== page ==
Review: LeEco Super4 X50 PRO
- Election Results 2017 highlights: BJP wins in Gujarat, trounces Congress in Himachal
- Gujarat election results: BJP loses in Modi’s hometown Vadnagar
- Gross NPAs of banks cross Rs8.5 trillion in 1st half of this fiscal
- HPCL asks Airtel to transfer LPG subsidies to bank accounts
- Prem Kumar Dhumal, common man’s leader, loses by 3,500 votes
The Super4 X50 television’s minimalist design will fit in with most living rooms. The light shade of silver aluminium looks sophisticated. The bezel around the screen isn’t the thinnest, but that is something that can be overlooked.
The 50-inch panel (3,840x2,160 resolution) makes a fine impression. It is bright with deep black colours (this is an advantage over most mid-range TVs from Samsung and LG), and the sharpness is excellent. Initially, the colours look understated—tweak the settings, however, and they become vibrant. The picture settings options are quite restrictive though, as there are no finer controls for noise reduction, colour accuracy and contrast, for example.
It’s the same limitation with audio too. While the TV has high-quality Harman Kardon speakers, lack of detailed settings means you cannot improve aspects such as bass. We have seen these excellent Harman Kardon speakers in action in some of LG’s 2016 TVs. LeEco could solve this with a software update.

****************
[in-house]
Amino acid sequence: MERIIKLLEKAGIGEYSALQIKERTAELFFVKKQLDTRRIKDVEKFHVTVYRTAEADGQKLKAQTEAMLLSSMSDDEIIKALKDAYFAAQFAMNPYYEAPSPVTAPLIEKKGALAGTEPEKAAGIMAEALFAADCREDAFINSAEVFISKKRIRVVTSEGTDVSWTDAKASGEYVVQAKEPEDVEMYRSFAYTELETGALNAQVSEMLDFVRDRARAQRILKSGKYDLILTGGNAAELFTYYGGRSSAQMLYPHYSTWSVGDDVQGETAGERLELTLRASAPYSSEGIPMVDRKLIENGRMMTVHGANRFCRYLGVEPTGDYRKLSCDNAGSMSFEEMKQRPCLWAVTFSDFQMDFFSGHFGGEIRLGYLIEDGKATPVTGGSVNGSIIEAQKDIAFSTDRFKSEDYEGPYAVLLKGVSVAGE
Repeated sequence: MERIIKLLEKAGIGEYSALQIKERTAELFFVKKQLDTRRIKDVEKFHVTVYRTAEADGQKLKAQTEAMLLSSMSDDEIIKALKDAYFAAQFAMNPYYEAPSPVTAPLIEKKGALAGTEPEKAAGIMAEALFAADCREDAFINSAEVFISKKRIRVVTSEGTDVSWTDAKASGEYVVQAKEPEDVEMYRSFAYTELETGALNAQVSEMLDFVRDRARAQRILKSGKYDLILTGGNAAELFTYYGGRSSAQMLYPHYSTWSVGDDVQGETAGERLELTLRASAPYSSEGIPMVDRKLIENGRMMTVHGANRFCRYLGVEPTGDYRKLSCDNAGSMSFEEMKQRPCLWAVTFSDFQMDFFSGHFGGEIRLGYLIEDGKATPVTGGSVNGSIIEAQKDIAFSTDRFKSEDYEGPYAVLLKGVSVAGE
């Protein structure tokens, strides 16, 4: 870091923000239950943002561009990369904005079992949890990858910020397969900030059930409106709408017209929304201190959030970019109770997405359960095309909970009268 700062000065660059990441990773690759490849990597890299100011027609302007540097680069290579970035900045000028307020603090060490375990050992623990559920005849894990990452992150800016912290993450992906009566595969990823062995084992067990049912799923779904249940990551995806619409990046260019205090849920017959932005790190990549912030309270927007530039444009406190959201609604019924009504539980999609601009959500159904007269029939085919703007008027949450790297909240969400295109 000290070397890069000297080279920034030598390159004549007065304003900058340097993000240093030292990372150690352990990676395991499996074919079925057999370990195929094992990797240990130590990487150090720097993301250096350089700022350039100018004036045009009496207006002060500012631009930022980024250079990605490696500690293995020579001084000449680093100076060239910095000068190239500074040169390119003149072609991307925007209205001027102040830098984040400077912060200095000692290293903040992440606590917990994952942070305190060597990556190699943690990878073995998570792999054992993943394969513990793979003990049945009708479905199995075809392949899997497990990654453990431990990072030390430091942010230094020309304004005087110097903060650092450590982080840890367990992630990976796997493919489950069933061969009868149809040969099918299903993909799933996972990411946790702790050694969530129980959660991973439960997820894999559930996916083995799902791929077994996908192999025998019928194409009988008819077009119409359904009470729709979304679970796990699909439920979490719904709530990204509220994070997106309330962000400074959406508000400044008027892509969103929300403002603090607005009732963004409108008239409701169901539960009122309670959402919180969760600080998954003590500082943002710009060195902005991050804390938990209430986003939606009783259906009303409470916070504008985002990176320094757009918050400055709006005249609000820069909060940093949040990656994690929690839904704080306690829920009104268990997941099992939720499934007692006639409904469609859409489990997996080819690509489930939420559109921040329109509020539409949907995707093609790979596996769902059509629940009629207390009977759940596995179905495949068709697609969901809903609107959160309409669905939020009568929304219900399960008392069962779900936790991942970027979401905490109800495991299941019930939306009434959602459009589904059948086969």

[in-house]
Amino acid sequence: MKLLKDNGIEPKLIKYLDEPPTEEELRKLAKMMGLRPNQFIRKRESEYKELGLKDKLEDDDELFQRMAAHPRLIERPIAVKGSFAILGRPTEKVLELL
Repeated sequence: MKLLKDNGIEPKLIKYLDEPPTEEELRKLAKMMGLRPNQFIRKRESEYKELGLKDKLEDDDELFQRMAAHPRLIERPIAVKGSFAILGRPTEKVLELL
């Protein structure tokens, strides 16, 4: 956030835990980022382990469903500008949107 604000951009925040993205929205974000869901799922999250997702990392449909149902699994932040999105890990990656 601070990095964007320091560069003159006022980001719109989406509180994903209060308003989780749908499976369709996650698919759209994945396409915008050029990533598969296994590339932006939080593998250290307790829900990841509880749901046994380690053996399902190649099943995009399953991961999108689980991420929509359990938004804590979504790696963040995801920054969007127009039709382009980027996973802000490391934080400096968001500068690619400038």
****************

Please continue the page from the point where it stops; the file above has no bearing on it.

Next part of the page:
The Super4 X50 Pro runs a quad-core processor, paired with 3 GB RAM. This hardware works well to upscale Full HD, 720p and standard definition (SD) content. The TV has the HDR10 feature, which means that high dynamic range (HDR) content such as Iron Fist and Jessica Jones TV shows on Netflix look nothing less than superb. The TV also does limited HDR upscaling—simply put, the image processor adds the HDR-effect for standard content, which improves vibrancy and detailing. At certain times, however, the HDR kicks in abruptly, and the display illumination change can be a bit jarring.
LeEco has used Android for the smart TV features, but you wouldn’t know this—there is a complex UI wrapped around Android. You don’t, however, get access to the Google Play Store, unlike Sony’s Bravia Android TVs. And for some reason, Netflix or Amazon Video apps are not available just yet—this is a big miss.
Future software updates can take care of most of these shortcomings. What cannot be ignored is that this TV has one of the most impressive display panels in sets priced under Rs1 lakh. Additionally, if you already have a media player such as the Apple TV or the Google Chromecast, the handicapped smart TV features won’t be a deal-breaker anyway.